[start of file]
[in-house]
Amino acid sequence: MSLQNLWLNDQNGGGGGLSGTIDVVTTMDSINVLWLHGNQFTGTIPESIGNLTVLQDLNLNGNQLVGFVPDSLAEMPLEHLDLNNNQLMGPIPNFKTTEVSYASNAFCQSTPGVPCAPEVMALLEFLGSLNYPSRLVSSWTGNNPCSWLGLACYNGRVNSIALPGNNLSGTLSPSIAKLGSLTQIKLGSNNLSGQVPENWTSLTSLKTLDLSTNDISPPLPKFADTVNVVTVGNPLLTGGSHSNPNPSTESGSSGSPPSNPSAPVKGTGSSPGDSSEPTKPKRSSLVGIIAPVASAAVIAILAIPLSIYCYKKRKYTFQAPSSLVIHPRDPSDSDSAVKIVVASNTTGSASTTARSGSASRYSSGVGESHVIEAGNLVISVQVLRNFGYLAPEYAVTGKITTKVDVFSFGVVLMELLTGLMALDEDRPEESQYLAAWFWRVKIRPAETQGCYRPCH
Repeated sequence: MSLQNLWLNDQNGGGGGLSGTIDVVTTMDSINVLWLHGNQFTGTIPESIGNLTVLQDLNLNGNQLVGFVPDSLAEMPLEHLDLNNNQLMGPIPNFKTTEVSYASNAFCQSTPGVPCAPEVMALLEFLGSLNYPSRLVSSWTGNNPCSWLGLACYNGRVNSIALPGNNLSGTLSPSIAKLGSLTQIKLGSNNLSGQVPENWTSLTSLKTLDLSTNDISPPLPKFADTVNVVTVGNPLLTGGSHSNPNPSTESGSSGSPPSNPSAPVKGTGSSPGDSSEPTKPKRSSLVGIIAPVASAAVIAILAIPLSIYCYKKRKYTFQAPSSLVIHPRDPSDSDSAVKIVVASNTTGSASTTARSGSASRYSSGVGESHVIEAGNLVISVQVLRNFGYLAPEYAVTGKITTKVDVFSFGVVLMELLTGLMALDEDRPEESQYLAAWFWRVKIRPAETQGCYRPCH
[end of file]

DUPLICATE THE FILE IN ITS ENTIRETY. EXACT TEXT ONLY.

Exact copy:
[in-house]
Amino acid sequence: MSLQNLWLNDQNGGGGGLSGTIDVVTTMDSINVLWLHGNQFTGTIPESIGNLTVLQDLNLNGNQLVGFVPDSLAEMPLEHLDLNNNQLMGPIPNFKTTEVSYASNAFCQSTPGVPCAPEVMALLEFLGSLNYPSRLVSSWTGNNPCSWLGLACYNGRVNSIALPGNNLSGTLSPSIAKLGSLTQIKLGSNNLSGQVPENWTSLTSLKTLDLSTNDISPPLPKFADTVNVVTVGNPLLTGGSHSNPNPSTESGSSGSPPSNPSAPVKGTGSSPGDSSEPTKPKRSSLVGIIAPVASAAVIAILAIPLSIYCYKKRKYTFQAPSSLVIHPRDPSDSDSAVKIVVASNTTGSASTTARSGSASRYSSGVGESHVIEAGNLVISVQVLRNFGYLAPEYAVTGKITTKVDVFSFGVVLMELLTGLMALDEDRPEESQYLAAWFWRVKIRPAETQGCYRPCH
Repeated sequence: MSLQNLWLNDQNGGGGGLSGTIDVVTTMDSINVLWLHGNQFTGTIPESIGNLTVLQDLNLNGNQLVGFVPDSLAEMPLEHLDLNNNQLMGPIPNFKTTEVSYASNAFCQSTPGVPCAPEVMALLEFLGSLNYPSRLVSSWTGNNPCSWLGLACYNGRVNSIALPGNNLSGTLSPSIAKLGSLTQIKLGSNNLSGQVPENWTSLTSLKTLDLSTNDISPPLPKFADTVNVVTVGNPLLTGGSHSNPNPSTESGSSGSPPSNPSAPVKGTGSSPGDSSEPTKPKRSSLVGIIAPVASAAVIAILAIPLSIYCYKKRKYTFQAPSSLVIHPRDPSDSDSAVKIVVASNTTGSASTTARSGSASRYSSGVGESHVIEAGNLVISVQVLRNFGYLAPEYAVTGKITTKVDVFSFGVVLMELLTGLMALDEDRPEESQYLAAWFWRVKIRPAETQGCYRPCH